TOG, which is based in Ontario, Canada, is one of the leading optical purchasing groups in Canada.  TOG also provides its members (“TOG Members”) with optical products and services at discounted prices.  TOG Members are typically independent optical retailers.  TOG also operates a credit reference business within the optical industry in Canada, which allows TOG to selectively service only the most credit-worthy retailers.  There were 548 and 544 TOG Members that made one or more purchases during the quarter ended December 31, 2010 and 2009, respectively.

Combine and TOG both utilize their membership count to obtain better discounts on such products and services from various optical vendors than independent optical retail members could obtain on their own.


INSIGHT MANAGED VISION CARE

We, under the trade name “Insight Managed Vision Care,” contract with payers (i.e. health maintenance organizations, preferred provider organizations, insurance companies, Taft-Hartley unions, and mid-sized to large companies) who offer eye care benefits to their covered participants.  When Sterling Stores provide services or products to a covered participant, it is generally at a discount from the everyday advertised retail price.  Typically, participants will be eligible for greater eye care benefits at Sterling Stores than those offered at eye care providers that are not participating in a managed care program.  We believe that the additional customer traffic generated by covered participants, along with purchases by covered participants above and beyond their eye care benefits, more than offsets the reduced gross margins being realized on these sales.  We believe that convenience of store locations and hours of operation are key factors in attracting managed care business.  As we increase our presence within markets we have already entered, we believe we will be more attractive to managed care payers.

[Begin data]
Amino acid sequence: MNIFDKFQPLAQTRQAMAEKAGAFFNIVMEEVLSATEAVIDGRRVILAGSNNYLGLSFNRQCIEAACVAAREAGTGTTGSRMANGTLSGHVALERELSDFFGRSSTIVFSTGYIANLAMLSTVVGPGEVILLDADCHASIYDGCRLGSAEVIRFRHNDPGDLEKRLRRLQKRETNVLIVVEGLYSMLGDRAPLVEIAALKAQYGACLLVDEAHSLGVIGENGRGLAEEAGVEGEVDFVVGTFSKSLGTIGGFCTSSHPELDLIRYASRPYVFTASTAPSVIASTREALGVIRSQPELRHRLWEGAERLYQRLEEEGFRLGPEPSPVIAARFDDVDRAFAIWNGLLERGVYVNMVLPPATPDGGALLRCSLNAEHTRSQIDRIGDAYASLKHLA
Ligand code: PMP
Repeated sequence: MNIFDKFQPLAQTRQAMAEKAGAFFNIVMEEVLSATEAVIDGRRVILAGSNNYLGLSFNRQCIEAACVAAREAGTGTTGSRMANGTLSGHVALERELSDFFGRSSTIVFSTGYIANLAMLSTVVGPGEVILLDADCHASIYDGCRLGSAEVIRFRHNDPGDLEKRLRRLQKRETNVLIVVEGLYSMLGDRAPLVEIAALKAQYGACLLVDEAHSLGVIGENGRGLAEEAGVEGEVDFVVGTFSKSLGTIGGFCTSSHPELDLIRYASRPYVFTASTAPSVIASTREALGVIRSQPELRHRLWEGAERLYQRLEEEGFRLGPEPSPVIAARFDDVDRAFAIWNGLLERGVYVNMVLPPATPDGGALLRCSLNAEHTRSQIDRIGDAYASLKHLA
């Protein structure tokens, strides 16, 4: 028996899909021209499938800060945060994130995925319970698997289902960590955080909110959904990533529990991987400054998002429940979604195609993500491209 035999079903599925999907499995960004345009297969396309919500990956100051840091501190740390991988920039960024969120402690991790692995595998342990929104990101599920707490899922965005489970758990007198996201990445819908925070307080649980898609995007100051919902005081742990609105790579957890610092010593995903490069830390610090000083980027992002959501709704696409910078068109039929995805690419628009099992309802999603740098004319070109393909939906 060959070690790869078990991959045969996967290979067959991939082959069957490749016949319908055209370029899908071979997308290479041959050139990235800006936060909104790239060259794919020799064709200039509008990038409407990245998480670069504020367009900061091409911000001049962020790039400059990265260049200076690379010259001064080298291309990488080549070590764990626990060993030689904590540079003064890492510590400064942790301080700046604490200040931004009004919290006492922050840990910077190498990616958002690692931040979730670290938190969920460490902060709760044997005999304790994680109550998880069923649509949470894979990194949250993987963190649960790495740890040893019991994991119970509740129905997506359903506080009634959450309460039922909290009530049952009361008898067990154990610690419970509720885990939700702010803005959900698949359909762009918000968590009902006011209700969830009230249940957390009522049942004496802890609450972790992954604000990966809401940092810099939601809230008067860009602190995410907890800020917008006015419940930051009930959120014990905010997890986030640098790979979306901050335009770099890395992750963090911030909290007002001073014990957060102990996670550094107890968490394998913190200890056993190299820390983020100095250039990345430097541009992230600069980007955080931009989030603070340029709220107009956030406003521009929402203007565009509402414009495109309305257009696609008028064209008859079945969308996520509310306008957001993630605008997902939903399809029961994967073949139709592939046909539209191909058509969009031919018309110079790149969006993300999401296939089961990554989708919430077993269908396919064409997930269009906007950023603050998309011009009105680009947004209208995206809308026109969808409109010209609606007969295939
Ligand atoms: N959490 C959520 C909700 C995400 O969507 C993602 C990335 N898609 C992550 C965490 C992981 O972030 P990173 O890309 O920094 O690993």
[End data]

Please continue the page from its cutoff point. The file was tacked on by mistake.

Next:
MARKETING AND ADVERTISING

Our marketing strategy emphasizes professional eye examinations, competitive pricing (primarily through product promotions), convenient locations, excellent customer service, customer-oriented store design and product displays, knowledgeable sales associates, and a broad range of quality products, including privately-labeled contact lenses presently being offered by us and certain of our franchisees. Examinations by licensed optometrists are generally available on the premises of, or directly adjacent to, substantially all Sterling Stores.